I could not wait to see the piece because for it she interviewed my dad, Pete Toscano. What would he say??? There are some things he doesn’t talk too much about, but somehow he easily opens up to a stranger. He’s been interviewed before for his involvement in the Korean War, and I learned more about his war service from those articles than from anything he ever told us directly.
He is very affirming of me, but even so, I didn’t have a clue of what he might share.
From When a Dos Equis Is More Than a Beer–Peterson Toscano navigates the ex-gay movement
In many ways, Doin’ Time in the Homo No Mo Halfway House is as much a tribute to family as it is a diatribe against the ex-gay movement.
Pete Toscano, who served in both the marines and army, belies the stereotypes of Italian father and soldier. He is proud of his gay son and sees his performances often.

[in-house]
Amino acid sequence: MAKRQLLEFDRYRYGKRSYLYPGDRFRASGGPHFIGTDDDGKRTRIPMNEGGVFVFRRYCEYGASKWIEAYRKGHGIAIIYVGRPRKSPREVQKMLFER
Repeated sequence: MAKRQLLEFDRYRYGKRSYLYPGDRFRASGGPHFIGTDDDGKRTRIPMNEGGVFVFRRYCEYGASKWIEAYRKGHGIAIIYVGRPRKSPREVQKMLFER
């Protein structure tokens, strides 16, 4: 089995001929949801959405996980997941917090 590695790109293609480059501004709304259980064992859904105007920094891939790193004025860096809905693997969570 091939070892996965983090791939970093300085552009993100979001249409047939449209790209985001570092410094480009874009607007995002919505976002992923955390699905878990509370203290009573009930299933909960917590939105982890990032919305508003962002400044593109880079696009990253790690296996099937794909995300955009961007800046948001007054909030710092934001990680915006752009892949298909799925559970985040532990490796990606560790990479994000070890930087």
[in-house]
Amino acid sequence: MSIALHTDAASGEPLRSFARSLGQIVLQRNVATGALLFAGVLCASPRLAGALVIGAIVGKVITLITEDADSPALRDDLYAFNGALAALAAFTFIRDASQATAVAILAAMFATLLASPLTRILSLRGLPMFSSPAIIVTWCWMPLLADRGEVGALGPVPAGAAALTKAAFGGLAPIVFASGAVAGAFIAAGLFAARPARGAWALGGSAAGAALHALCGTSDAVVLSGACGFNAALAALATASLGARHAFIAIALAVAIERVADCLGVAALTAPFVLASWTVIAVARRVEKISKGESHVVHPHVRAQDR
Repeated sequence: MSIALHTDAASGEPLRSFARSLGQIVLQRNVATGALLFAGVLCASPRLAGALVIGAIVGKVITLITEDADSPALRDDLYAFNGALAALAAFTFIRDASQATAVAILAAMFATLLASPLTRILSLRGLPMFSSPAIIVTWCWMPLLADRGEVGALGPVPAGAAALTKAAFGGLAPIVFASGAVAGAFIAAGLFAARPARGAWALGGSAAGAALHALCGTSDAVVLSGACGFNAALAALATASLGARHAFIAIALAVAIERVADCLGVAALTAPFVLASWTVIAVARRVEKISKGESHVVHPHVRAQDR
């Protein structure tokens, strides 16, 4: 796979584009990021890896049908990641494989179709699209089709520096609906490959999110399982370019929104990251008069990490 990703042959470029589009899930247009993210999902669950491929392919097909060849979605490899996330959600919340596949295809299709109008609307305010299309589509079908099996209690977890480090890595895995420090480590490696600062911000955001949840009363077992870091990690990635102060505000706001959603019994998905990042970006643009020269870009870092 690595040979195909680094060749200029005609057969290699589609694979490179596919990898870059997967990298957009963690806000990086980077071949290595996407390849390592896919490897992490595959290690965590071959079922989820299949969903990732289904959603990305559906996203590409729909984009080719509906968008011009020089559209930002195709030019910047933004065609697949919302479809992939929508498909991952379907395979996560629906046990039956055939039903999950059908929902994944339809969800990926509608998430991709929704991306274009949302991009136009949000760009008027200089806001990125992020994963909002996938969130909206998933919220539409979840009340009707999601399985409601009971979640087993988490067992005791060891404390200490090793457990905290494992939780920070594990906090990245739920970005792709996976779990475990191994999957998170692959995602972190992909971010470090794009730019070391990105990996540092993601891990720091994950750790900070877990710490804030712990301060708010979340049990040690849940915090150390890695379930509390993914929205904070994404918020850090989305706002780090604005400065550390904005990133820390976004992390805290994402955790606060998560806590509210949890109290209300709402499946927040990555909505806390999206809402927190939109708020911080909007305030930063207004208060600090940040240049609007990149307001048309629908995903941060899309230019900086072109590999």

“I think he’s helping a lot of people,” the senior Toscano says. “A lot of people don’t want to come out in the open. Sometimes people hold things inside and it’s a bad situation. Before you know it, they either commit suicide or turn to dope.”
While he supports his son, it’s not without its difficulties.
“It’s a little tough, to tell you the truth,” the 75-year-old father says. “I miss his wife. Because his wife was part of our family. And she was a real wonderful girl.
“And he’s got no children. That’s another part I miss, to carry the Toscano name,” he continues. “But we’re happy with him—very happy with him.”
Dad once again reminds me that when we seek to be something that we are not and put ourselves in roles that we cannot maintain, many people get hurt and the pain lives on long after we put down those false images of ourselves. In the ex-gay world, we see all sorts of casualities.